Oracle Allows Enterprises to Build Blockchain Applications with New Cloud Service

Oracle Allows Enterprises to Build Blockchain Applications with New Cloud Service

by July 19, 2018

Oracle, a software provider for enterprises mainly known for its cloud-based services, continues the process of bringing blockchain out of cryptocurrency and now offers it to businesses to, in part, secure transactions, and track goods through global supply chains.

Oracle is not the first to offer blokchain-as-a-service. They are joining the likes of Amazon, Microsoft and IBM with this new offering.

The Oracle Blockchain Cloud Service is characterised as an ‘early adopter’ version. It is a development platform that was designed to help developers build their own blockchain applications for their unique enterprise situations.

The system has its own REST API, which it incorporates throughout the service.

How It Works

According to Oracle, it should also allow plug-and-play integration with Oracle SaaS, other blockchain networks, and other third-party applications that their clients may already be using.

The Blockchain Cloud Services should also help its users create blockchain networks, join it with other organisations, and deploy and run smart contracts, and allow them to do so all on the cloud. This way, businesses do not have to babysit these aspects of business themselves, or rely on third parties to manage it.

Amit Zavery speaking about Oracle Blockchain Cloud Service

Amit Zavery speaking about Oracle Blockchain Cloud Service (Image Credit: Oracle)

The platform is built on top of The Linux Foundation’s Hyperledger Fabric. The Hyperledger Fabric was intended as a foundation for application development with a modular architecture (can be added upon without affecting the rest of the system).

Hence, the Blockchain Cloud Service should quicken the setup and application development procss, as it comes pre-assembled with underlying infrastructure dependencies, container lifecycle management, event services, identity management, REST proxy, and a number of operations and monitoring tools all in a single console.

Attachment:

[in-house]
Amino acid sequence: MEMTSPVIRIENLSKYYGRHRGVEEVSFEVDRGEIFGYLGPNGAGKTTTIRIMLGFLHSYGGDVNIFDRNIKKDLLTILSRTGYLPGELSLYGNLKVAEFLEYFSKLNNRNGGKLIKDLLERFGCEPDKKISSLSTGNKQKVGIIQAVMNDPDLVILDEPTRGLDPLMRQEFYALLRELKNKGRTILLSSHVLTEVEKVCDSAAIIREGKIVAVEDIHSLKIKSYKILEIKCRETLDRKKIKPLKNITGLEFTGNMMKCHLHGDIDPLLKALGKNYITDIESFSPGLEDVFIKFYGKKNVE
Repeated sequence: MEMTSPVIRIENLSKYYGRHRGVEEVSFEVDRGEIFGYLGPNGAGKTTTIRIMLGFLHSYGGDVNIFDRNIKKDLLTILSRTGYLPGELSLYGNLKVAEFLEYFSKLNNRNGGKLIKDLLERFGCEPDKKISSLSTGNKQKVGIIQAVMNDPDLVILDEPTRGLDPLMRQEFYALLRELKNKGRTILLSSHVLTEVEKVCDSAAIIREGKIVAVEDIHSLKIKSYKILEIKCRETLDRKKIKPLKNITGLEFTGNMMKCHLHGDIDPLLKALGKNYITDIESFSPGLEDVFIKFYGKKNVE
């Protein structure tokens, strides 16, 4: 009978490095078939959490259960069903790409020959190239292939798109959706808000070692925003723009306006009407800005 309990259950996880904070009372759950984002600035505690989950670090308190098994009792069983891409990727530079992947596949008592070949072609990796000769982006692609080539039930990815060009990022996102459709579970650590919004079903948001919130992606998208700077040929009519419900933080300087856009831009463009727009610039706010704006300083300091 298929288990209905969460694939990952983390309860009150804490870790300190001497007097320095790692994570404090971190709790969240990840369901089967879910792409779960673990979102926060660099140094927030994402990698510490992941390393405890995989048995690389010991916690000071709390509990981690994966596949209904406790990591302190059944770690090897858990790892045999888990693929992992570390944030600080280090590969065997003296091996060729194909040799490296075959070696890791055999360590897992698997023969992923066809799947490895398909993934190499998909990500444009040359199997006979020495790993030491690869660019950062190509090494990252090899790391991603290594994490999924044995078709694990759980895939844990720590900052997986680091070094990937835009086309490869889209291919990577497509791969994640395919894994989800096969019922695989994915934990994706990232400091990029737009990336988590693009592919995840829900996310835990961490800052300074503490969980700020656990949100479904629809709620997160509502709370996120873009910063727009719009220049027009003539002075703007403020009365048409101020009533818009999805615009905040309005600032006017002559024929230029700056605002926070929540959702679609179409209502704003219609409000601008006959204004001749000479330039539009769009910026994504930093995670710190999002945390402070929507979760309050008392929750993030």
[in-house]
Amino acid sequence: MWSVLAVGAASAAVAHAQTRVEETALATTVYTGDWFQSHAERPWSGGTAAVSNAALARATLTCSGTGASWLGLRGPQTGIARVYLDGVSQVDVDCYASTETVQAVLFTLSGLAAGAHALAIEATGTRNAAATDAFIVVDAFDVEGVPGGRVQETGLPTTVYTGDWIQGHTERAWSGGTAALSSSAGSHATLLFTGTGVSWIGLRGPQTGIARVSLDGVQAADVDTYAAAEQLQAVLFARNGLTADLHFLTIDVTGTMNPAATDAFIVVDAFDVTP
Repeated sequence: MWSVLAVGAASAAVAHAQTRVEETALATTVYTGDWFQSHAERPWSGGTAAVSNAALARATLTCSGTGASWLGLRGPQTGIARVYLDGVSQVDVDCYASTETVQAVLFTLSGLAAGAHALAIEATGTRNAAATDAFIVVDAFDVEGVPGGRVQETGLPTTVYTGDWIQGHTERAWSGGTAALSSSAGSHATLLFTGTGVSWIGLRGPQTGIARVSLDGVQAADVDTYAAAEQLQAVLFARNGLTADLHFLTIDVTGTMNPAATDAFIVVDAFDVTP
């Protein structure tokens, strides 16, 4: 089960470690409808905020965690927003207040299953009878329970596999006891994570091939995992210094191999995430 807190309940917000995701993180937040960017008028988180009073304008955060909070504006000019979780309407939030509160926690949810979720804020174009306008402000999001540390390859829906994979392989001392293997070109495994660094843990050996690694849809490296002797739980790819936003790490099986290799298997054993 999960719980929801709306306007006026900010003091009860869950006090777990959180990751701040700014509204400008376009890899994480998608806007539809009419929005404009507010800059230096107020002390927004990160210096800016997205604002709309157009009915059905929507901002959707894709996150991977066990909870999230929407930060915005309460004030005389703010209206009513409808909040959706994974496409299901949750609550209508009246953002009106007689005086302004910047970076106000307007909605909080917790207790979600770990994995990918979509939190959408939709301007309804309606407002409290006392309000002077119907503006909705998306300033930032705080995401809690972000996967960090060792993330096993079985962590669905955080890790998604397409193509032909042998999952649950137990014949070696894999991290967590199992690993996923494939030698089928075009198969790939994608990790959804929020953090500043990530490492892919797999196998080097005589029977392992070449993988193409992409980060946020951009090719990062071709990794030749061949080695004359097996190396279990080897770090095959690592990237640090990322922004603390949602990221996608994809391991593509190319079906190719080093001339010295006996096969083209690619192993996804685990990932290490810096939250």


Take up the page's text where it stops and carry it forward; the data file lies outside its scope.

The resulting blockchain applications should be self-driving by automatically providing infrastructure dependencies and self-monitoring for backups. It should also be self-securing, as it has an intelligence-enabled threat detection and automatic security pathing.

In emergency cases, the cloud platform offers high uptime, continuous ledger backups, and a few other functions which it claims enables multi-data center recovery across domains.

Earliest of Oracle’s Early Adopters

Some of the Oracle’s Blockchain Cloud Service’s customers include Arab Jordan Investment Bank, CaroSmart, Intelipost, and a few varieties of companies.

According to Ayman Qadoumi of Arab Jordan Investment Bank, they used the Blockchain Cloud Service to simplify the electronic fund transfer process, while increasing security. Meanwhile, Steve Siu of CargoSmart cites that the service helped his company “simplify the complex documentation processes that plague the shipping industry”.

Banking on Blockchain

Amit Zavery, executive vice president of Oracle Cloud Platform said,

Amit Zavery

Amit Zavery

“Blockchain promises to be one of the most transformative technologies of our generation. We are excited to announce the availability of Oracle Blockchain Cloud Service. It is the result of years of R&D alongside our valued partners and customers.

With Oracle’s platform, enterprises can enhance their business, eliminate unnecessary processes, and transact with their distributed networks more easily, transparently and securely than ever before.”


Robert Parker, group vice president of manufacturing and retail insights, IDC said,

Robert Parker

Robert Parker

“Blockchain projects are quickly moving from pilot to production as enterprises and governments begin to see the inherent value of distributed ledgers and smart contracts.”

“As spending accelerates, buyers will need an enterprise class platform beyond open source that includes data security and integrity, scalability, manageability, and interoperability.”